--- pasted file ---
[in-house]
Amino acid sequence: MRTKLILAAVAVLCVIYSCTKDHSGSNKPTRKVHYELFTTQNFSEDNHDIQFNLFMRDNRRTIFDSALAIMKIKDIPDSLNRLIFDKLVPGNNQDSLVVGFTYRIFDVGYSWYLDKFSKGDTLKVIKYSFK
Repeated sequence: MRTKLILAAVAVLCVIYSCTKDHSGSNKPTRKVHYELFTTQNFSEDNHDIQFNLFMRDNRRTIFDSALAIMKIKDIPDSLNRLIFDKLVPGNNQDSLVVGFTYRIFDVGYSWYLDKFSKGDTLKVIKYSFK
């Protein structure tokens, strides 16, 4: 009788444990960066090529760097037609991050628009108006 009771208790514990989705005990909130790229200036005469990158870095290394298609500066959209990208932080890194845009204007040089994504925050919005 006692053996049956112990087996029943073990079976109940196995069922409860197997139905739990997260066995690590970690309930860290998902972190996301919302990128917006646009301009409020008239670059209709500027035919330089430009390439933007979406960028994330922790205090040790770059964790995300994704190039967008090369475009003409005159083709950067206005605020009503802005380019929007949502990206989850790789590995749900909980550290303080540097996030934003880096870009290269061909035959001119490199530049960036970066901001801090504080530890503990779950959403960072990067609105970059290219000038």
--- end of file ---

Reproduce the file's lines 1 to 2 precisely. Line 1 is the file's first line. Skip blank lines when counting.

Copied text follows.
[in-house]
Amino acid sequence: MRTKLILAAVAVLCVIYSCTKDHSGSNKPTRKVHYELFTTQNFSEDNHDIQFNLFMRDNRRTIFDSALAIMKIKDIPDSLNRLIFDKLVPGNNQDSLVVGFTYRIFDVGYSWYLDKFSKGDTLKVIKYSFK